Trade Agreements with Cross-Border Unbundling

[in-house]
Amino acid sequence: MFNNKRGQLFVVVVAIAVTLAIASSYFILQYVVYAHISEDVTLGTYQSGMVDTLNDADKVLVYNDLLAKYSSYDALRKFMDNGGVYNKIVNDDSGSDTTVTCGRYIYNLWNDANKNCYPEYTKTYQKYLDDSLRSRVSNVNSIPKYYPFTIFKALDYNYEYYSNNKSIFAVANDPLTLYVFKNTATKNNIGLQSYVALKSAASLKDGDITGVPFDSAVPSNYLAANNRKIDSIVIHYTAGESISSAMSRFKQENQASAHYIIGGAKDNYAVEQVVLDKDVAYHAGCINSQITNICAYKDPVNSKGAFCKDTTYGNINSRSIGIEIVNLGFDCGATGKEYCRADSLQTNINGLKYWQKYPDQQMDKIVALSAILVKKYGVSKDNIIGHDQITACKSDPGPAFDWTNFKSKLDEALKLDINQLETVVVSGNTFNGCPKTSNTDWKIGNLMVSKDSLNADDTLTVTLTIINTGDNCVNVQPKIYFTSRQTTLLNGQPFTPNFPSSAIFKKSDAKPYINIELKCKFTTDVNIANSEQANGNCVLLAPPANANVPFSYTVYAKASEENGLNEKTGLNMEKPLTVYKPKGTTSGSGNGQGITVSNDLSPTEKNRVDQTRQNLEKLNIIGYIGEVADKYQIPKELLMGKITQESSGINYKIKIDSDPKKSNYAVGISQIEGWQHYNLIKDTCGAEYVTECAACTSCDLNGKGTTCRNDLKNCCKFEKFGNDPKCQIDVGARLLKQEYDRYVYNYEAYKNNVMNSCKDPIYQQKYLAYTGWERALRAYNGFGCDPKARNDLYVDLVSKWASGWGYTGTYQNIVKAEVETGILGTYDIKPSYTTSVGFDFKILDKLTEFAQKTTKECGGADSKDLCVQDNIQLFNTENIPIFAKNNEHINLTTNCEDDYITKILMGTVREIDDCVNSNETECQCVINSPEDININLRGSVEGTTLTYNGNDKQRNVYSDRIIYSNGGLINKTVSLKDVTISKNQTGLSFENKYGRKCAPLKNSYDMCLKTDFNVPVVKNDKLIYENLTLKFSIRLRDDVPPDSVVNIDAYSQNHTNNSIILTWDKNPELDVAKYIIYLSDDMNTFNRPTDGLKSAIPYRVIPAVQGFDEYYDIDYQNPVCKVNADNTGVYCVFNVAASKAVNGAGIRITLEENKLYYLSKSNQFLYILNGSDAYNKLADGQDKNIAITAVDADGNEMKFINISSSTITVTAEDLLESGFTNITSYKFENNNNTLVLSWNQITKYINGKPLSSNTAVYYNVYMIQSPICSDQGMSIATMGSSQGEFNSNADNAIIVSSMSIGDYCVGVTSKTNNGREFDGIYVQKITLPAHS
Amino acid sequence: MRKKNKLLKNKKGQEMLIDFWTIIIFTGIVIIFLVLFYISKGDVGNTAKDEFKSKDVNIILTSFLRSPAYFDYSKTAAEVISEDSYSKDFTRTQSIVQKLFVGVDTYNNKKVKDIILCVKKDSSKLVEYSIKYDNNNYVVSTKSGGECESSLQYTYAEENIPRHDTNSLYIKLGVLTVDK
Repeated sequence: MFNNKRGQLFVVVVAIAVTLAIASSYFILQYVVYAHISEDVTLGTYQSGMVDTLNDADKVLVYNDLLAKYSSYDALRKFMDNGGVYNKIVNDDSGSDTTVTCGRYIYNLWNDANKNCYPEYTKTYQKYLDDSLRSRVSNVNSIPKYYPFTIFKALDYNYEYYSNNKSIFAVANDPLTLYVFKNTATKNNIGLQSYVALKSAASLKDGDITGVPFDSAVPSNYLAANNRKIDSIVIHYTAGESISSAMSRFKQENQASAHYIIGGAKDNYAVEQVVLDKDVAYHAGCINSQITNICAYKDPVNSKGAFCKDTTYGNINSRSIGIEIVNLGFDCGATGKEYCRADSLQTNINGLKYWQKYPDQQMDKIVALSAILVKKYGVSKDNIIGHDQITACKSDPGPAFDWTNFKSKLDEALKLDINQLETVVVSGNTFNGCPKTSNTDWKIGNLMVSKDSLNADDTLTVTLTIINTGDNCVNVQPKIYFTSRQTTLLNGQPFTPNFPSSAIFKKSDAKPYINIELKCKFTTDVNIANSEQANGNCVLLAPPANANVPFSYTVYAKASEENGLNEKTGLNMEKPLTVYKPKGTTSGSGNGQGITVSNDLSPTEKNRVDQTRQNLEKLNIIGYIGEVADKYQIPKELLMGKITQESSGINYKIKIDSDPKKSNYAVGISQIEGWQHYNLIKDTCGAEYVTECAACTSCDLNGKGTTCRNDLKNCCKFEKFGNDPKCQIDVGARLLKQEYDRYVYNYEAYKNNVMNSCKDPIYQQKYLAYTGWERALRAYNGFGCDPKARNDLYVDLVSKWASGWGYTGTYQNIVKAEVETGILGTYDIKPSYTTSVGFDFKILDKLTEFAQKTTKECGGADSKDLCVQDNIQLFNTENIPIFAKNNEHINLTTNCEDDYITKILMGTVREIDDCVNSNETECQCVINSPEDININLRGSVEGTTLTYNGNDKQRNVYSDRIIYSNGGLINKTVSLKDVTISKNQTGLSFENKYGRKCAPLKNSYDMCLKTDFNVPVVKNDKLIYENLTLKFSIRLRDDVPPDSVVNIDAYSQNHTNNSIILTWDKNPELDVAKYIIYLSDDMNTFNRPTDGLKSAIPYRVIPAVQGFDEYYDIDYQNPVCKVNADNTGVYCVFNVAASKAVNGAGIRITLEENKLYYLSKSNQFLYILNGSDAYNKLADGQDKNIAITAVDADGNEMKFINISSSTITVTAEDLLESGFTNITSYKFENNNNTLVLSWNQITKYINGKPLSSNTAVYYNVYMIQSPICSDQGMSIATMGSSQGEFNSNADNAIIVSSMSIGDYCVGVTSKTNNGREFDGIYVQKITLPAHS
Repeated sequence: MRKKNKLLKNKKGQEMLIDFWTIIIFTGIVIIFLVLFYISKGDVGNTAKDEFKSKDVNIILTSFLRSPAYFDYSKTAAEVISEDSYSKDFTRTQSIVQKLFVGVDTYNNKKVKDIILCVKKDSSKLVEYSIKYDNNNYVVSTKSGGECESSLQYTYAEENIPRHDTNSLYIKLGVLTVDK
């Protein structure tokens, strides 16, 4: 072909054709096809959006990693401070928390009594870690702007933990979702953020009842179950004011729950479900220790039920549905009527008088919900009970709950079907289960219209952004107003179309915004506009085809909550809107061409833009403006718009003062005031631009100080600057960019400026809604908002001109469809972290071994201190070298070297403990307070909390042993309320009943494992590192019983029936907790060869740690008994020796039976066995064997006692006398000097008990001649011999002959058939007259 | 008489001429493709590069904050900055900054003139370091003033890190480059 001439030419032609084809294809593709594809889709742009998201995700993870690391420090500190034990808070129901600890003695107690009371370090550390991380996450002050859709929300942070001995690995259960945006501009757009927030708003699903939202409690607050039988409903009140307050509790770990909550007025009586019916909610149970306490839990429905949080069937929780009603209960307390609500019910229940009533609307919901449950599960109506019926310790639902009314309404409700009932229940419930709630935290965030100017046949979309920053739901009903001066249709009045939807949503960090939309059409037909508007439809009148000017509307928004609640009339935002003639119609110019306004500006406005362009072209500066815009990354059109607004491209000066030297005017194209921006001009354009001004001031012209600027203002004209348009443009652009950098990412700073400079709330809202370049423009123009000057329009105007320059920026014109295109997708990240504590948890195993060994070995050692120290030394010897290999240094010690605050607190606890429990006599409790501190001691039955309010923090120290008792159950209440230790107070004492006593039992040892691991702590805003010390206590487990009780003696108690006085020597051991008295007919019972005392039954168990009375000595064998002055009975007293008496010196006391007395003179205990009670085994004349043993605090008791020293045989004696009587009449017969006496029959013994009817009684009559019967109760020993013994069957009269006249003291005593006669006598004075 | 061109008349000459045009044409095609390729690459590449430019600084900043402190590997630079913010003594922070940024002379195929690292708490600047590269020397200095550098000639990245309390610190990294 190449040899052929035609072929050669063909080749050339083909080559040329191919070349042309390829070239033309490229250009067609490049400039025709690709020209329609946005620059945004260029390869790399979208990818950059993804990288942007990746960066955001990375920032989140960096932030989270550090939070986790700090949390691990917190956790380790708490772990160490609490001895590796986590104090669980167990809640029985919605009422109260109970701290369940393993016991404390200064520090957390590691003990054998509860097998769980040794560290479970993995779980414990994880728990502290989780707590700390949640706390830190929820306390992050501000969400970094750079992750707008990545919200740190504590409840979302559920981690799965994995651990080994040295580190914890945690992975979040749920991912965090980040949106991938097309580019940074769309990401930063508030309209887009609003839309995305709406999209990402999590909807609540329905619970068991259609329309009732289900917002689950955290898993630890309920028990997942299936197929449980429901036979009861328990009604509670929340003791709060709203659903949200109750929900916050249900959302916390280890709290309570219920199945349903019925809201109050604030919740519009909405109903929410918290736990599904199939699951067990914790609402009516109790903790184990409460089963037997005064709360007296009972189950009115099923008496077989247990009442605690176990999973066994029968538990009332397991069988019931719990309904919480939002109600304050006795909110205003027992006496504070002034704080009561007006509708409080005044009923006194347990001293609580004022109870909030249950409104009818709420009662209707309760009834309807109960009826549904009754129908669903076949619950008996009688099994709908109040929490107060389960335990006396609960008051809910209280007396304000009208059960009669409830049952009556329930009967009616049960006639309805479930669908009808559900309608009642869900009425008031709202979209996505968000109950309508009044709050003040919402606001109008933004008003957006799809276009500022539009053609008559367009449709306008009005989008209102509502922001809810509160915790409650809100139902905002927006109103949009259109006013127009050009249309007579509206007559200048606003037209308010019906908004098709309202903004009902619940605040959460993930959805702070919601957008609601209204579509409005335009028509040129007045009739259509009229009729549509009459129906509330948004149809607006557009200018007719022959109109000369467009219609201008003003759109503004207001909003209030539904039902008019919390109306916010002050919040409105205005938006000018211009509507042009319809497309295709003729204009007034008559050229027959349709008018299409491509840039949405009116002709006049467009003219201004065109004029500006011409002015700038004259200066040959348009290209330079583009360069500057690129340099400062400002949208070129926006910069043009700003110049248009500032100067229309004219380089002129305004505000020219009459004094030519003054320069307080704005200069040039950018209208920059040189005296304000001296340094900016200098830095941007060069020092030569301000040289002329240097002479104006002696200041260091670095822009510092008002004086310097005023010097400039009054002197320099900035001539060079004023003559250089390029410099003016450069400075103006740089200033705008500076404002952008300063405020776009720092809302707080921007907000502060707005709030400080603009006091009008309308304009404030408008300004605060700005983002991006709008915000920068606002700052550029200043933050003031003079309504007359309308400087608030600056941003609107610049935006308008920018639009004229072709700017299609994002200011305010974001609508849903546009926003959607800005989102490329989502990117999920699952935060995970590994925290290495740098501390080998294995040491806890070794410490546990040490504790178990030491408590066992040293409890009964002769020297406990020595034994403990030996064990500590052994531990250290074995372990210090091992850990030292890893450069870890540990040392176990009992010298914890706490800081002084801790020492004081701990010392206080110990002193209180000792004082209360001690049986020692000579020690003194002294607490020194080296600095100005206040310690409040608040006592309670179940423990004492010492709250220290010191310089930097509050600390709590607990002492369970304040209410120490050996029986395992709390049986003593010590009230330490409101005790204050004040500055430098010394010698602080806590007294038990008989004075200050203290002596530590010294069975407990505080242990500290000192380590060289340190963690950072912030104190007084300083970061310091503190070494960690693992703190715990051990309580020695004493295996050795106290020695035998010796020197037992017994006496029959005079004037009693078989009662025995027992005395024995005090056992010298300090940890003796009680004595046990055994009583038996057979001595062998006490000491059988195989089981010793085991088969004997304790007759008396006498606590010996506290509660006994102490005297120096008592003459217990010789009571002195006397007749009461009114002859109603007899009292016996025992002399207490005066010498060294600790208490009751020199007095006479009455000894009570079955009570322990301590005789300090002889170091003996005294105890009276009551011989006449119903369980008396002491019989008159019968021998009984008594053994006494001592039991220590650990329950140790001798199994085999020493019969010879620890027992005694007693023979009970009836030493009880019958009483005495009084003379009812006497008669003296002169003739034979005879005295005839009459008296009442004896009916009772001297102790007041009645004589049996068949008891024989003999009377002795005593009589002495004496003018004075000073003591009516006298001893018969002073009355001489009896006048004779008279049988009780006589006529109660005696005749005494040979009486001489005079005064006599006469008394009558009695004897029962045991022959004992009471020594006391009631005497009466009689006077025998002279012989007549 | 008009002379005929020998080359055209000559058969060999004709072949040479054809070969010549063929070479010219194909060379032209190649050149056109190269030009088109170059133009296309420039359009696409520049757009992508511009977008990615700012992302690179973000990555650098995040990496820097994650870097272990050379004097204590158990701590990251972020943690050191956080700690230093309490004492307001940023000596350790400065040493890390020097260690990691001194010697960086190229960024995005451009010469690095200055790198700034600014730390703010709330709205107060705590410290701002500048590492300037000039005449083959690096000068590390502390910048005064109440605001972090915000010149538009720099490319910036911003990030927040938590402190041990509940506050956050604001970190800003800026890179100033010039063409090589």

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Does cross-border unbundling of production process introduce a new reason for trade policy intervention and change the role of trade agreements? This paper revisits the purpose and design of trade agreements in a theoretical framework that considers the firm’s global production operations with cross-border sourcing of intermediate inputs subject to trade costs, inclusive of trade policy interventions by governments. The paper highlights an interrelationship among market-clearing prices of final goods and the associated domestic and imported intermediate inputs due to their dependence on trade policies through production linkage, which gives a novel feature to the purpose and design of trade agreements beyond the conventional market-access argument associated with the terms-of-trade theory. Specifically, local price externality arises in the sense that a government uses a combination of trade policies to manipulate the local price for domestically-sourced intermediate inputs in the trading partner country. To achieve globally efficient outcomes through trade agreements, we propose to specify market access using the trade-weighted version of terms of trade so that governments effectively coordinate in changing value-added created from trade within the production chain in a reciprocal manner.